Carvin has a YouTube video on its finishing process, which starts with wood sealer, followed by three coats of primer, two coats of paint (and upward of three coats of stain for wood-grain tops), and finally a clear coat. In the end a deep mirror-like finish is achieved.

Reliability & Durability — 10
Carvin is known for its quality and standards, but typically is not as well known as some larger manufacturers since Cavin typically is not found in music stores (to my knowledge they are not sold in retail stores at all, and sold direct to keep pricing down). The DC800, for example, is played by some key instrumentalists, including Javier Reyes (Animals As Leaders), Kim SeHwang (New Experiment Team) and Tiego Della Vega. And then you have Carvin signature models for Alan Holdsworth, Frank Gambale, and Jason Becker. The point being, these guitars are meant to withstand live playing with hardware and construction meant to last, but at a price that is a fraction of what you get in music stores.

Overall Impression — 9
The overall tone and quality of sound matches my musical directions, and although there are different subtleties that can be captured better with other makes of guitars in my collection (since every guitar has its own unique characteristics), the additional low registry notes expand one's playing and composition significantly. When I played some recent recorded compositions for friends and a fiancée who has heard my previous work, the first question asked was "what guitar is that?" I tend to use the same 2-3 patches in my Boss GT-Pro, and yet the tone and "growl" that came from the DC800 caused some ears to perk up.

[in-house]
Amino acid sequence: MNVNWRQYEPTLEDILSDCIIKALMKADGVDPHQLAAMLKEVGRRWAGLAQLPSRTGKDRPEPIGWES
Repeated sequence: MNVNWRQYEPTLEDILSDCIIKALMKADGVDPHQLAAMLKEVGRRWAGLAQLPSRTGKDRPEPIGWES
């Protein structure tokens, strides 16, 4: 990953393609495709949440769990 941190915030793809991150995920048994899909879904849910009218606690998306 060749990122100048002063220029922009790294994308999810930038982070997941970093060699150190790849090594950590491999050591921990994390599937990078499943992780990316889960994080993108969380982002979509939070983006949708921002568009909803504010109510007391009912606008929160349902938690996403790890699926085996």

As important, the body thickness and size of this 8-string is smaller and far less intimidating (and easier to play) than other popular 8-string choices from other companies, and at a weight of only 8.6 pounds. This must be a common observation since when asked on various "extended string" guitar forums, the DC800 always came on top as the best choice in quality and feel for the price.

I love options, and one thing that would take this guitar over the edge is a trem bar. Such bridges do exist, although I'm uncertain as to how well (and quiet) they work with 8-string guitars, and particularly when playing metal with overdrive and distortion. Nonetheless, it would be an option which I'd be willing to pay; and with a "play and return if you're not happy" guarantee, this guitar was well worth the risk.

17 comments sorted by best / new / date

    I suggest you listen to the end of the video, as I used the upper two strings. That's when I made comment about how the upper strings, although deep, still cut through the mix. Also, it's the overall tone and feel of this guitar I like, and I don't include lower registry notes in my composition just for the sake of adding them (just because the guitar has them). I know some people have to slap the heck out of the top two strings every chance they get, just because they're there.
    Also... the clean intro is played on the top two strings. That is not a bass guitar you hear.